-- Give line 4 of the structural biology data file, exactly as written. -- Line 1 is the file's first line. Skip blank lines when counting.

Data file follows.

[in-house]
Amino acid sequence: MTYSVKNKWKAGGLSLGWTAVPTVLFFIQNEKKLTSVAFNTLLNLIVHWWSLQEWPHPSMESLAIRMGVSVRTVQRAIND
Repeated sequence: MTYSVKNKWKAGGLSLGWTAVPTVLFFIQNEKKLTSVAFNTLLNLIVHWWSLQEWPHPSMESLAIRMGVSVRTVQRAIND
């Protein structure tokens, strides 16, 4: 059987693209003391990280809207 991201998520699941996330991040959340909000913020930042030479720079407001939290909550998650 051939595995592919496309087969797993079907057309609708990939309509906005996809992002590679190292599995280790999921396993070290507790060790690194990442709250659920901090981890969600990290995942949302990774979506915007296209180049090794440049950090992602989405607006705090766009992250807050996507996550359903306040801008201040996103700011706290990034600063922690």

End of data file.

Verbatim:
């Protein structure tokens, strides 16, 4: 059987693209003391990280809207 991201998520699941996330991040959340909000913020930042030479720079407001939290909550998650 051939595995592919496309087969797993079907057309609708990939309509906005996809992002590679190292599995280790999921396993070290507790060790690194990442709250659920901090981890969600990290995942949302990774979506915007296209180049090794440049950090992602989405607006705090766009992250807050996507996550359903306040801008201040996103700011706290990034600063922690």